My roommate was on FaceTime with her family last night, which would include her four shiatzus. It was obvious how much she missed her pets; and after the phone call, she looked at me and expressed how much better she felt after seeing her dogs. It got me realizing how often I hear someone say how good it feels when they get to see their pets, and how happy they get when they are around their pets. I then recall times when I’ll be holding my cousin’s kittens or my friends’ dogs, and how much better I felt during that. So I decided to do some research and see if it was actually proven and known that pets are therapeutic for anyone. Here’s the insight I found:According to an article from American Journal of Critical Care, a randomized control trial was done to determine the effectiveness of lowering anxiety and additional factors with patients of advanced heart failure with a dog visit. This article was written by a combination of professors and statisticians of the School of Nursing and David Geffen School of Medicine at UCLA, as well as the Director of evidence-based practice and a cardiac nurse. The study consisted of 76 patients randomly assigned to 3 groups, with each group being watched over a period of time (longitudinal study). The first group received a 12-minute visit with a volunteer and the therapy dog, the second group was given just the volunteer, and the third and final group(control) had the standard treatment. The experiment was repeated several times, as this longitudinal study followed these patients to get effective results.
The results show that the volunteer and dog group had lowered artery pressure, with the P-value decreasing from .03 to .001. Comparing from the baseline risk, the results tell us that the group with the volunteer and the dog decreased anxiety and improved the health of the patients. We can agree that statistical significance has been found, and the rejection of the null hypothesis as well. From this study, the authors of the article concluded that animal assisted therapy helps patients facing heart failure.
Naturally, another source gives us more evidence that pets are therapeutic. Therapy Dog International (TDI) Inc. gives an interesting take on the subject, as the results from one of their numerous surveys conducted on their patients report back immense data that patients positively changed. The patients were observed as in a better mood, more social, and more alert than they had been prior to the study. The TDI report also provides more examples of experimental and observational studies done to get the same results.
Of course, this also goes for healthier people. An additional source infers on a psychological perspective that pets are therapeutic to humans. According to an article written by the Veterinary Clinics of North America on sciencedirect, having a pet and/or being around one can healthily influence one’s mental condition. It explains how the presence of pets tend to create an atmosphere of gentleness, peace, friendliness, and relaxation. In addition, the source gives numerous study examples that support the hypothesis that pets are therapeutic and beneficial to health. Examples of this would include:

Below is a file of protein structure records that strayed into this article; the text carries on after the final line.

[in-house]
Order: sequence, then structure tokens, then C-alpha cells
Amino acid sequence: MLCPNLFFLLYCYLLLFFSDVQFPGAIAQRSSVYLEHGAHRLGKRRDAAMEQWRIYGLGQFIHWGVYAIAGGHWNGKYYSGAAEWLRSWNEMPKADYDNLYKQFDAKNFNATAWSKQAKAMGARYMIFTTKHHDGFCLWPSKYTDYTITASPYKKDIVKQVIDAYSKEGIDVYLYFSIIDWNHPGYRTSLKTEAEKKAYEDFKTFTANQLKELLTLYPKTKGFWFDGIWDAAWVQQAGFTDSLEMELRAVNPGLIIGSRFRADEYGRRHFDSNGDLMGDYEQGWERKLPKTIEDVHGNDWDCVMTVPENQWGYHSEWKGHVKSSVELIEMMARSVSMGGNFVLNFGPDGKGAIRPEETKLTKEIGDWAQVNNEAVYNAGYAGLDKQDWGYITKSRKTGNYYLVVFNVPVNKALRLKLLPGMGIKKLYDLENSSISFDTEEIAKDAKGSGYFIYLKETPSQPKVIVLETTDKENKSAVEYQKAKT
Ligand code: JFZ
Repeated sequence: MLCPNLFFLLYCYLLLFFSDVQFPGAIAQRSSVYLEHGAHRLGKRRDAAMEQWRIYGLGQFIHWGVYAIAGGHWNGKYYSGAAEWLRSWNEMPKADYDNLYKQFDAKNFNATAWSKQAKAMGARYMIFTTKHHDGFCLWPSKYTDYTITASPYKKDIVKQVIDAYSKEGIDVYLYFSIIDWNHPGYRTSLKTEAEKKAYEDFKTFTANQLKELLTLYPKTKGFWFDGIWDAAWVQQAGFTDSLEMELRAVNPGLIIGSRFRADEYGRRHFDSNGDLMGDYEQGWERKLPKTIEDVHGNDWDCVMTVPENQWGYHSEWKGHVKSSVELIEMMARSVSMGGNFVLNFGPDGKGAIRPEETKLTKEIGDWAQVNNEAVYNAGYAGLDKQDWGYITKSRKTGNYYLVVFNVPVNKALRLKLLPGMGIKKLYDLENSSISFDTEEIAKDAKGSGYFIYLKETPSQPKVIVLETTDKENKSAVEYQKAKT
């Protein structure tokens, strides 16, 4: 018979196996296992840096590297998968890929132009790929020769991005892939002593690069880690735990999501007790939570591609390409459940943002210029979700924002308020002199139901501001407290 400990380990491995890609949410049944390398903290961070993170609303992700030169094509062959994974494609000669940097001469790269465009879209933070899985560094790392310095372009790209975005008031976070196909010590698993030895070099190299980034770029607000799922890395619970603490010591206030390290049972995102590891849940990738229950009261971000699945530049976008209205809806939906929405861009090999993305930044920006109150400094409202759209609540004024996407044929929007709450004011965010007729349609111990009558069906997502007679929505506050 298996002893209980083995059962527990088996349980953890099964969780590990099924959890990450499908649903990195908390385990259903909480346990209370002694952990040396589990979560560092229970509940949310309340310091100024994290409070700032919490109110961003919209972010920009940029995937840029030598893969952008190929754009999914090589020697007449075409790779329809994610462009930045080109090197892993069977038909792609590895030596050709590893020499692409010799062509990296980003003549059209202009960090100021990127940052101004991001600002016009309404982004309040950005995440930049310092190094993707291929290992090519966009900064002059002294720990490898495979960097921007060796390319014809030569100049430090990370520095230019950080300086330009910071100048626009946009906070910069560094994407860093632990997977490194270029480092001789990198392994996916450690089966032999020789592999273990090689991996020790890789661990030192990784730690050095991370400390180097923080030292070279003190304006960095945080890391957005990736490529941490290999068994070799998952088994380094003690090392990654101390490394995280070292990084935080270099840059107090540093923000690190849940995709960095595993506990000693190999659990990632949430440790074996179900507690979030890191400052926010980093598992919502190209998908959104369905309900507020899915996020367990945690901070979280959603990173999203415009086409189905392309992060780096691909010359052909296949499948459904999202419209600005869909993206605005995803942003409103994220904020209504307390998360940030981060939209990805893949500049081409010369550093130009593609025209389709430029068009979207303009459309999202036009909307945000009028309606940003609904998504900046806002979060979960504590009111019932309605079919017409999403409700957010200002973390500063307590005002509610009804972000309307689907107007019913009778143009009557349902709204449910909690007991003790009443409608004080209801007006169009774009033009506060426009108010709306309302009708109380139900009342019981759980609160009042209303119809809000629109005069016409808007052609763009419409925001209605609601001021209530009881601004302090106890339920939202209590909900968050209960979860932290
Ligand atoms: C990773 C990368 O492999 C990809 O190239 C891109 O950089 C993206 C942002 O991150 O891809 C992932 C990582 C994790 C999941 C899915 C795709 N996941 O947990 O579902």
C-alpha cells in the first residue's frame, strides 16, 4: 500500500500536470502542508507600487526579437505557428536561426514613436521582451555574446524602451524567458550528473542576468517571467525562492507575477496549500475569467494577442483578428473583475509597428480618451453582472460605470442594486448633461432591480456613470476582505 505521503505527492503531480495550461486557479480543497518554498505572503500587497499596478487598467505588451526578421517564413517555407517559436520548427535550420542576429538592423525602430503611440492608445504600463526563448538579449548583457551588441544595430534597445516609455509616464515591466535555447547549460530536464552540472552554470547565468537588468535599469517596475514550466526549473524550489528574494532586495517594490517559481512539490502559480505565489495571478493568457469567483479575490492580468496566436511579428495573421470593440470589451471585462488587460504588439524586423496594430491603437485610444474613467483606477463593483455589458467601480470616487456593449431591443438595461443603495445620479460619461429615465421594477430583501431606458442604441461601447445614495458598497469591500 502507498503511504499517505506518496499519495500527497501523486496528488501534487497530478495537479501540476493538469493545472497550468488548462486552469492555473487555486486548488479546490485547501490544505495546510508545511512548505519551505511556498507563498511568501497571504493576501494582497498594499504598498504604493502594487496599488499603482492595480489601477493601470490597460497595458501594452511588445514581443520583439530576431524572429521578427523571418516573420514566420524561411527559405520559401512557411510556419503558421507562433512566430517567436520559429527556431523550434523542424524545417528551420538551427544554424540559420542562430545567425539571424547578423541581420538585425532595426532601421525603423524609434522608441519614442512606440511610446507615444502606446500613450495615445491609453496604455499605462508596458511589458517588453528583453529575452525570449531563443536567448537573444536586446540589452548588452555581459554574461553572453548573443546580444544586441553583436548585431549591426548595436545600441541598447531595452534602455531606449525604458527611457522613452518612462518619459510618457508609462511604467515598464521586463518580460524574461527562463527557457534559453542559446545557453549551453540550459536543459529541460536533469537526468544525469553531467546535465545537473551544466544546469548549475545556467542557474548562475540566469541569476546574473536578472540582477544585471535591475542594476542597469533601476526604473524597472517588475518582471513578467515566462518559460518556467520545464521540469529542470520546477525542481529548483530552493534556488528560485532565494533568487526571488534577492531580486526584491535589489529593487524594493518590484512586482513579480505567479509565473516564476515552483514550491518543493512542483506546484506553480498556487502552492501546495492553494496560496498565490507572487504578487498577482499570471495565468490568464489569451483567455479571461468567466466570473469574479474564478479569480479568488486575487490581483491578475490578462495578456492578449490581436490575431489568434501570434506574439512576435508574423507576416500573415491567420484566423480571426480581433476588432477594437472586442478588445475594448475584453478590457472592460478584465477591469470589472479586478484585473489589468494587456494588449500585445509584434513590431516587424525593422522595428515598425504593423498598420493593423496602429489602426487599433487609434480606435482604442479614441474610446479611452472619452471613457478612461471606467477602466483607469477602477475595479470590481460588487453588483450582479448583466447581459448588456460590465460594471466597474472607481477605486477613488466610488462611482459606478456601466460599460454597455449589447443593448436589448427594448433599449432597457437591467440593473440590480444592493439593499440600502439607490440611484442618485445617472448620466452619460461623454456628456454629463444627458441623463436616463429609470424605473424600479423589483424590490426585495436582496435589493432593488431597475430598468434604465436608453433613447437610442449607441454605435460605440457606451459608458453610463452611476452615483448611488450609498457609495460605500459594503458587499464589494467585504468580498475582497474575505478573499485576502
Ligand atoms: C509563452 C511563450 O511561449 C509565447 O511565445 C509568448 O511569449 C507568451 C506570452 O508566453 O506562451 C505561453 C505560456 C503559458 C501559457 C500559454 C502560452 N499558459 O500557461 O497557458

- An observational study involving a participant, and noticing his social interaction level was higher when the researcher had a dog, compared to the researcher without the dog.
- A telephone survey conducted a random sample of 399 people (200 as pet-owners) that showed results saying that the pet-owners were not lonely and felt more social compared to non-pet owners.
- A cross-sectional survey of 127 senior citizens indicating pet owners walked more and were more engaged in physical activity than the senior citizens who did not have pets. 44 of the 127 were pet owners.
It appears that the presence of pets have seemed to help with people and have made a positive impact, based on the study results. Another study supports this, as well as supporting how pet therapy, in particular dogs are the pet of therapeutic source. Every study mentioned above included dogs in the experiments, which got me to dig a little more and see how beneficial dogs are. A case report on a ten year old girl with an unfortunate history gives interesting insight on this. Annie, a young girl who had an abusive father, was chosen to see if a dog would help her cope with her acting out, lying, aggressive behavior, and other side effects her abusive father placed upon her. She was observed before and after a session with Kotter, the dog. After her first session with the dog, there were signs of improvement, as her bad behavior declined, relaxation appeared present, and she was able to share her feelings. This study concludes the idea that pets and dogs are a reliably therapeutic source for any kind of person.
The list goes on and on. I’m not at all surprised by these results, as I have personally have genuinely felt happier when in the presence of pets. I myself do not have any pets, but whenever I get to see pets of people I know, I instantly feel better and am put in a happier mindset. So next time you’re feeling down and need a pick-me-up, go see your friend’s pet, or maybe invest in owning a pet someday. They aren’t lying when they said a dog is a man’s best friend! I’m already thinking of getting a Cavapoo puppy one day(puppy photo below), because who wouldn’t want to see this when they come home and is in need of peace, happiness, and relaxation?